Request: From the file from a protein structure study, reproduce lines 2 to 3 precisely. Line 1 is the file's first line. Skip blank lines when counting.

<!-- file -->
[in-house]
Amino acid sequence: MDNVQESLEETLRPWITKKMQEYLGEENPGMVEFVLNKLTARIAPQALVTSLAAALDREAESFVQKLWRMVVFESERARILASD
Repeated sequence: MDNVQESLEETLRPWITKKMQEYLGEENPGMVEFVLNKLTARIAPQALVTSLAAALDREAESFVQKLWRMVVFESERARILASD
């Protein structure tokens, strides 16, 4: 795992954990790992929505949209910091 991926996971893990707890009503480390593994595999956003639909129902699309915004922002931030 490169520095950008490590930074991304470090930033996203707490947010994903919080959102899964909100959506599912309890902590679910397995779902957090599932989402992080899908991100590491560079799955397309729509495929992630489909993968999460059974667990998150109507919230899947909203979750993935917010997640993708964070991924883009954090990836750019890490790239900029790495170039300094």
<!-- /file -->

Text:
Amino acid sequence: MDNVQESLEETLRPWITKKMQEYLGEENPGMVEFVLNKLTARIAPQALVTSLAAALDREAESFVQKLWRMVVFESERARILASD
Repeated sequence: MDNVQESLEETLRPWITKKMQEYLGEENPGMVEFVLNKLTARIAPQALVTSLAAALDREAESFVQKLWRMVVFESERARILASD